The number of research papers in Artificial Intelligence has reached un-manageable proportions. Conferences such as ICML, NIPS, and ICLR others are getting record amounts of paper submissions. In addition, tens of AI-related papers get uploaded to arXiv every weekday. With all these papers, it can be easy to feel lost and overwhelmed.

Like many researchers, I think I do not read enough research papers. This year, I resolved to change that, so I started an open-source GitHub repository called “Paper Notes” where I list papers that I’ve read along with my personal notes and summaries, if any. Papers without such notes are currently on my TODO radar.

After almost three months, I’m somewhat pleased with my reading progress. There are a healthy number of papers (plus notes) listed, arranged by subject matter and then further arranged by year. Not enough for me, but certainly not terrible either.

I was inspired to make this by seeing Denny Britz’s similar repository, along with Adrian Colyer’s blog. My repository is similar to Britz’s, though my aim is not to list all papers in Deep Learning, but to write down the ones that I actually plan to read at some point. (I see other repositories where people simply list Deep Learning papers without notes, which seems pretty pointless to me.) Colyer’s blog posts represent the kind of notes that I’d like to take for each paper, but I know that I can’t dedicate that much time to fine-tuning notes.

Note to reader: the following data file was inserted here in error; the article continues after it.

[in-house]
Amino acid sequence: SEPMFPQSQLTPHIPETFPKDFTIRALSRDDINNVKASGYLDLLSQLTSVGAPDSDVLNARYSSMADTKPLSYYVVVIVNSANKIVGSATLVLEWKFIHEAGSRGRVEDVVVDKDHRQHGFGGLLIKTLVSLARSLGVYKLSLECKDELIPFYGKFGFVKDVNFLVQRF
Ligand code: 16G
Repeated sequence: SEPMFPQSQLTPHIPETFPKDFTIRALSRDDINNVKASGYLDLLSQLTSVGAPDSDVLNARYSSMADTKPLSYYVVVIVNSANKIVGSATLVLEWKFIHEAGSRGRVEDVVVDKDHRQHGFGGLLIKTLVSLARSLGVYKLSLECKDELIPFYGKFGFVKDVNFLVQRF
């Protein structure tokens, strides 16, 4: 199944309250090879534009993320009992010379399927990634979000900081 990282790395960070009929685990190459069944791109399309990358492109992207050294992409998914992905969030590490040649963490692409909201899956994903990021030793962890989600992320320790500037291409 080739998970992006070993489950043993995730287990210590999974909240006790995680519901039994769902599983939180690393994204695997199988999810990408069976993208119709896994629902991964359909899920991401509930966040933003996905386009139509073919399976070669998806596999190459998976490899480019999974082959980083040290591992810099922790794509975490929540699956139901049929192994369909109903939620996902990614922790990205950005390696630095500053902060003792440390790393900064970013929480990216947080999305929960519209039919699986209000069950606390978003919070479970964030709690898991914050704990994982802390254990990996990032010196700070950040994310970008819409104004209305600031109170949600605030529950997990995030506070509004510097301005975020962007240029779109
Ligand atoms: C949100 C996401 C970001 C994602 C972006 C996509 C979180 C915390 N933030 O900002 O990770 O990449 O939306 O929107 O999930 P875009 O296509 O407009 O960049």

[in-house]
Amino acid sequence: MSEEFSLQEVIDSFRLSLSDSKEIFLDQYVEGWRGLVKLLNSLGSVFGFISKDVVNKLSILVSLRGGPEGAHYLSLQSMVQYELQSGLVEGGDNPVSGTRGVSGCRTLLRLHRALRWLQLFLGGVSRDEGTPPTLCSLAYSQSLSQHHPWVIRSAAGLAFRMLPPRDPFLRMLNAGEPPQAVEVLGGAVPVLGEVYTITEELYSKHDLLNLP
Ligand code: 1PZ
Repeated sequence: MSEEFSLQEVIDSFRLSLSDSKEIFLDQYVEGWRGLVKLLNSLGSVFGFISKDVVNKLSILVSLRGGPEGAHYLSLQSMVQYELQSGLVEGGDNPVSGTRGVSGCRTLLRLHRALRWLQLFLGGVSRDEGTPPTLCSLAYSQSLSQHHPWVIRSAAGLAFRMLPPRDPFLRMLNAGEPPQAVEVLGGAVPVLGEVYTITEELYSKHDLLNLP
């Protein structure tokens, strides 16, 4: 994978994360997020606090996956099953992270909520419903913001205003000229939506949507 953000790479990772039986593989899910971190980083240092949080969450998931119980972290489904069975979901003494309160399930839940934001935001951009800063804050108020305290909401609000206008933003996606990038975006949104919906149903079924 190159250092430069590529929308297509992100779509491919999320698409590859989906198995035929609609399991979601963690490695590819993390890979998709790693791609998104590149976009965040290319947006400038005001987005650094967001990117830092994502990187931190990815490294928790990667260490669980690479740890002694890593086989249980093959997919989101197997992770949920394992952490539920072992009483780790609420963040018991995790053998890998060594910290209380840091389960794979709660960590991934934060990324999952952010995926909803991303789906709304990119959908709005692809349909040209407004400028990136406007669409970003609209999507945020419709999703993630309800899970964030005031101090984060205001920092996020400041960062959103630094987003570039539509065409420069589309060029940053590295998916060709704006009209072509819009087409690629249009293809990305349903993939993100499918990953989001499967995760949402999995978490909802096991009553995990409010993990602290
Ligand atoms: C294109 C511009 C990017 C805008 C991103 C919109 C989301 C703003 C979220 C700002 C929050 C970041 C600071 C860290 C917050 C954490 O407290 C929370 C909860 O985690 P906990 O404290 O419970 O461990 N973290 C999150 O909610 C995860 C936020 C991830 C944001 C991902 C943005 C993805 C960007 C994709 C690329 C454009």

Why did I choose GitHub as the backend for my paper management, rather than something like Mendeley? First, GitHub is the default place where (pretty much) everyone in AI puts their open-source stuff: blogs, code, you name it. I’m already used to GitHub, so Mendeley would have to provide some serious benefit for me to switch over. I also don’t need to use advanced annotation and organizing materials, given that the top papers are easily searchable online (including their BibTeX references). In addition, by making my Paper Notes repository online, I can show this as evidence to others that I’m reading papers. Maybe this will even impress a few folks, and I say this only because everyone wants to be noticed in some way; that’s partly Colyer’s inspiration for his blog. So I think, on balance, it will be useful for me to keep updating this repository.

Update December 29, 2021: I now don’t use this repository very much, if at all. Instead, since I got an iPad two years ago, I’ve started to rely a lot on Notability which lets me download and annotate PDFs with the iPad pen. So far this is a slightly easier system for me to track papers that I read. However, I will keep the GitHub repository available in case it is of use to readers.